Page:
According to a recent industry report, 62% of landlords expressed an interest in mortgages that reward green measures. That’s an encouraging majority, especially in a time where there is confusion and criticism of the upcoming changes to minimum EPC ratings.
Housing Stock “Still Inefficient.”
The Energy Performance Certificate (EPC) came into effect in 2007 to both demonstrate to renters and homeowners the energy efficiency of a property, and to regulate those with poor energy efficiency.
Since then, it’s become a hot talking point, especially for environmentally conscious young renters, of which students are a big driving force.
The industry states that most of our housing stock is still inefficient, so it’s encouraging that many landlords now feel that such rewards are something worse pursuing.
The survey asked landlords whether they would be interested in a number of rewards for instigating energy efficiency drives in their BTL properties. These hypothetical rewards were financial in nature, for example special discounts or reduced interest rates on those mortgages. This, of course, would be on the condition that the landlord(s) put in measures to improve energy efficiency.
So-called mortgages are likely to offer a recalculated interest rate once the landlord has put those measures in place in their properties. This will reduce how much they must pay back on their mortgage(s), contingent on which improvements they made.
This discount will apply to the lifetime of the mortgage.
New Challenges for 2028
This comes in light of the changes to the EPC and the increased minimum rating required for 2028. In any case, landlords are proving up to the challenge of improving their properties and seek both rewards and reason to do so. Government concerns about large-scale resistance does not seem true, based on this small sample size.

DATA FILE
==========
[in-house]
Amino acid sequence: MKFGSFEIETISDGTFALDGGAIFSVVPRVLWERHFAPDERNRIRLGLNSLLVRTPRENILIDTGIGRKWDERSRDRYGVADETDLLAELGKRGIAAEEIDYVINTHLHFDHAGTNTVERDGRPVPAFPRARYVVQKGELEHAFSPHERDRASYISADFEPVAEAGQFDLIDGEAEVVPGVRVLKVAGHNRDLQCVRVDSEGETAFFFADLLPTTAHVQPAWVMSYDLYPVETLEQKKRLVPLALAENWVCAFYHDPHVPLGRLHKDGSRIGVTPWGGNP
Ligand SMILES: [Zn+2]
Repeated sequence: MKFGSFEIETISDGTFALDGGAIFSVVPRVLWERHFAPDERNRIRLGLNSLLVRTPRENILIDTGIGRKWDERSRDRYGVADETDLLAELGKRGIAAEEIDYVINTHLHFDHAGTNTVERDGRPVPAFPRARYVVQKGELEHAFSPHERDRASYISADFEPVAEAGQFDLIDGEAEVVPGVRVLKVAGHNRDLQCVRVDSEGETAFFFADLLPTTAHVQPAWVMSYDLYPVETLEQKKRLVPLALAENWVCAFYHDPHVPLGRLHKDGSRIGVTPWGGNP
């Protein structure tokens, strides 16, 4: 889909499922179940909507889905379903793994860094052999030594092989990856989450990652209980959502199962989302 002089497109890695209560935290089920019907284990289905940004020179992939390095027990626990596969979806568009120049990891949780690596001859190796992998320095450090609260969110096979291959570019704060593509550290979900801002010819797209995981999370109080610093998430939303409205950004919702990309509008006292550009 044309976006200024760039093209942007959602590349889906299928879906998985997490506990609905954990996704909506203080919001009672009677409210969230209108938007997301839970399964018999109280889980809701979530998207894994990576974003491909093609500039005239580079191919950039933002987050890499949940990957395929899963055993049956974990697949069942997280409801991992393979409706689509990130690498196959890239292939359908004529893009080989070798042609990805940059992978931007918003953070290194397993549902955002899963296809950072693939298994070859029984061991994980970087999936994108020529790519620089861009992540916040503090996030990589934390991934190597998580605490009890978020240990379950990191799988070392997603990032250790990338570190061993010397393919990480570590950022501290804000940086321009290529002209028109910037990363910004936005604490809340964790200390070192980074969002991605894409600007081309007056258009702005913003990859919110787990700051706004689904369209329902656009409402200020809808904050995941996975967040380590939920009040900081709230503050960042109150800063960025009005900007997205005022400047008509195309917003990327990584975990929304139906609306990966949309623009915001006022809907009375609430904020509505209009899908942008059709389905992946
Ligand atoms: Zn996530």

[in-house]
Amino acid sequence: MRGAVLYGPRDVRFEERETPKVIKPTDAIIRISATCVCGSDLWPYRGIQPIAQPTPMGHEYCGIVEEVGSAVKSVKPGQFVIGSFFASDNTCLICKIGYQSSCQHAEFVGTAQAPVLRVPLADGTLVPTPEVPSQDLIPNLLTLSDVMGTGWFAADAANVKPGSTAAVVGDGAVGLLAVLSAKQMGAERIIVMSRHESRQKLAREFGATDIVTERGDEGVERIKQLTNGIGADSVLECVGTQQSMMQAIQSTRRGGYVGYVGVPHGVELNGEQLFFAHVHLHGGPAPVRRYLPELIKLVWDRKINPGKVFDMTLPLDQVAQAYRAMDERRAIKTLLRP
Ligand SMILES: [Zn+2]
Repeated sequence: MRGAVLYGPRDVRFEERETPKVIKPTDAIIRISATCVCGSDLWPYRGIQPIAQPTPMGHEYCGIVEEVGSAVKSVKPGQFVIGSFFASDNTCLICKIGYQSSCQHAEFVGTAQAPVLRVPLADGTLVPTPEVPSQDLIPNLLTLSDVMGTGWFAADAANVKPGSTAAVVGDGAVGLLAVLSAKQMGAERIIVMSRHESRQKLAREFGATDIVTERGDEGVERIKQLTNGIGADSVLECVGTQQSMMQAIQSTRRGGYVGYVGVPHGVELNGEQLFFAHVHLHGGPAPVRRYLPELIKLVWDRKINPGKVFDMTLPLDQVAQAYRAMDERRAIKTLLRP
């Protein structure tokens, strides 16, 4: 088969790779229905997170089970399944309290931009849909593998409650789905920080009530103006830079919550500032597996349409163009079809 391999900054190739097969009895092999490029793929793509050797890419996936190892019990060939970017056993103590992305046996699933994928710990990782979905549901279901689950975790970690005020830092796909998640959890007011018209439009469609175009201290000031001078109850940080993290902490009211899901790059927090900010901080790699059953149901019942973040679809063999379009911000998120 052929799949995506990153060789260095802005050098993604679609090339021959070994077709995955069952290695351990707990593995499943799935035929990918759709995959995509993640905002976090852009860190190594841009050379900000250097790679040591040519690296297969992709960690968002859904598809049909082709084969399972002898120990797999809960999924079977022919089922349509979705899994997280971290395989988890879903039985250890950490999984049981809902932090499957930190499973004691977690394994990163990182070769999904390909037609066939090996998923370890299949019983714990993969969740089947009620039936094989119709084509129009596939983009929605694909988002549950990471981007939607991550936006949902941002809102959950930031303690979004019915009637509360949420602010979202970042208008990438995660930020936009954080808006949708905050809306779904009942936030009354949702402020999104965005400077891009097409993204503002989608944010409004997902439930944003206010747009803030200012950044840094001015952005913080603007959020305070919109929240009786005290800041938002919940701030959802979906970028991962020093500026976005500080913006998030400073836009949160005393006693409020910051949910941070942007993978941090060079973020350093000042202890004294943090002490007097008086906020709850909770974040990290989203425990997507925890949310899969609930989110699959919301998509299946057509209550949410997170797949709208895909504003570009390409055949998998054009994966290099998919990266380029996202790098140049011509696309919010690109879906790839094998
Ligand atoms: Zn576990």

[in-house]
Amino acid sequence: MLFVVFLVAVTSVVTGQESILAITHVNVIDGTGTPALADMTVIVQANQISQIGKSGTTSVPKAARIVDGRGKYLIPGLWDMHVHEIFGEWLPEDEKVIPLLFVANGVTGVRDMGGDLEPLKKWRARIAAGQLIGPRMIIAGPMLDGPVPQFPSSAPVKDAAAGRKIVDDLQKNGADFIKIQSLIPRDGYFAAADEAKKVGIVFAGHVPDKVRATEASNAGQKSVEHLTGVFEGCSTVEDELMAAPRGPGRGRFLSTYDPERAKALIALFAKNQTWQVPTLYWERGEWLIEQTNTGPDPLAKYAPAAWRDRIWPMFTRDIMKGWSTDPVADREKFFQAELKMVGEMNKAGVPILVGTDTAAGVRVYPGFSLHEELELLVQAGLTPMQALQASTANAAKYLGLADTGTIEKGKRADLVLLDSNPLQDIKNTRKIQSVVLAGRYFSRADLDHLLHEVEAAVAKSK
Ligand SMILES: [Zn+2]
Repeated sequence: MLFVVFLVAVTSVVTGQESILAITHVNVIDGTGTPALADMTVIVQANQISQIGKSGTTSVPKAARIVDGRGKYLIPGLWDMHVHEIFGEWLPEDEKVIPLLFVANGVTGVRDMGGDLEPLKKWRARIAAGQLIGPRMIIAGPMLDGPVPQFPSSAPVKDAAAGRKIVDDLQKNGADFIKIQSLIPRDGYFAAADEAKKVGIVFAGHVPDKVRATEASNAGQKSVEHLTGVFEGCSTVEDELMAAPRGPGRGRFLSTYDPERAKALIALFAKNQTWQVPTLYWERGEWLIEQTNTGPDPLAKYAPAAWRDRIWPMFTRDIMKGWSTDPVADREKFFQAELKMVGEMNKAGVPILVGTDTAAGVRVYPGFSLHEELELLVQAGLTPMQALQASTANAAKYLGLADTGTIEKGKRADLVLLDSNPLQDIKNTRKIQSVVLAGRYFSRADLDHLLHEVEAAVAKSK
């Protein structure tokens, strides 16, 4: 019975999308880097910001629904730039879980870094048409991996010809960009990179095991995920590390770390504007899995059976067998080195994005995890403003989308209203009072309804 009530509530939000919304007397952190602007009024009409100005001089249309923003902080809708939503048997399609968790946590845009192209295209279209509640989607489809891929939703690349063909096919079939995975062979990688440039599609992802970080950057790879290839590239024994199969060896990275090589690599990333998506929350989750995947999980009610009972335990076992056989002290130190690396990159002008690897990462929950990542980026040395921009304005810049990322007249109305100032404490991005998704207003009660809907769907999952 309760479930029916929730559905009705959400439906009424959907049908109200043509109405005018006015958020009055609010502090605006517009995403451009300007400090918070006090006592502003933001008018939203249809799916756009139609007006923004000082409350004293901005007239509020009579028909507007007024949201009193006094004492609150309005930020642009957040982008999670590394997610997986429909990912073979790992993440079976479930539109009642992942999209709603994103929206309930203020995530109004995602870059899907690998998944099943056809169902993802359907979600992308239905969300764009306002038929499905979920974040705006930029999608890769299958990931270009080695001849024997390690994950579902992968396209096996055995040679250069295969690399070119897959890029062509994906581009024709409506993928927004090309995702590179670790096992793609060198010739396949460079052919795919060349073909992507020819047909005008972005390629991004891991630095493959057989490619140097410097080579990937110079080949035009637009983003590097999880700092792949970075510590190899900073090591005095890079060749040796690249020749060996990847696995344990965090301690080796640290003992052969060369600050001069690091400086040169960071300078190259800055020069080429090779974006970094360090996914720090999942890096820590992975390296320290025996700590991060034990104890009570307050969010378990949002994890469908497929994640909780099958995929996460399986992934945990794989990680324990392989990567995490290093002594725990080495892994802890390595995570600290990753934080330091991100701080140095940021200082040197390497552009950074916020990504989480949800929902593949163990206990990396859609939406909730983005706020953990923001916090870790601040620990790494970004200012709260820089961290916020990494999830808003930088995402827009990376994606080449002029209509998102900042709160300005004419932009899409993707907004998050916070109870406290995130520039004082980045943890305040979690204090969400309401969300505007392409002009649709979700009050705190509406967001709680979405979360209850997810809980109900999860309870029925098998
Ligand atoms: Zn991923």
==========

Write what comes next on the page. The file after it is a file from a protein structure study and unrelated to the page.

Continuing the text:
The survey included 300 UK landlords. Most notably, those who purchased their properties before the year 2000 were interested in green mortgages or green measures at the time but have since changed their minds.
It’s clear that long-term attitudes from property owners have now changed in favour of green measures.
The survey also found there was an age disparity. However, this tends to buck the trend of the belief that younger people were more environmentally conscious. Younger landlords (under 45) were less interested in green mortgages while older property owners were more welcoming of these measures.
However, there could be many reasons for this – including that younger property owners were already investing in green housing and less likely to take on those that needed more green improvement.
Banks and other lenders have come in for much criticism for being slower than their continental counterparts to offer greener services and products. It was only last year that green financial products went mainstream.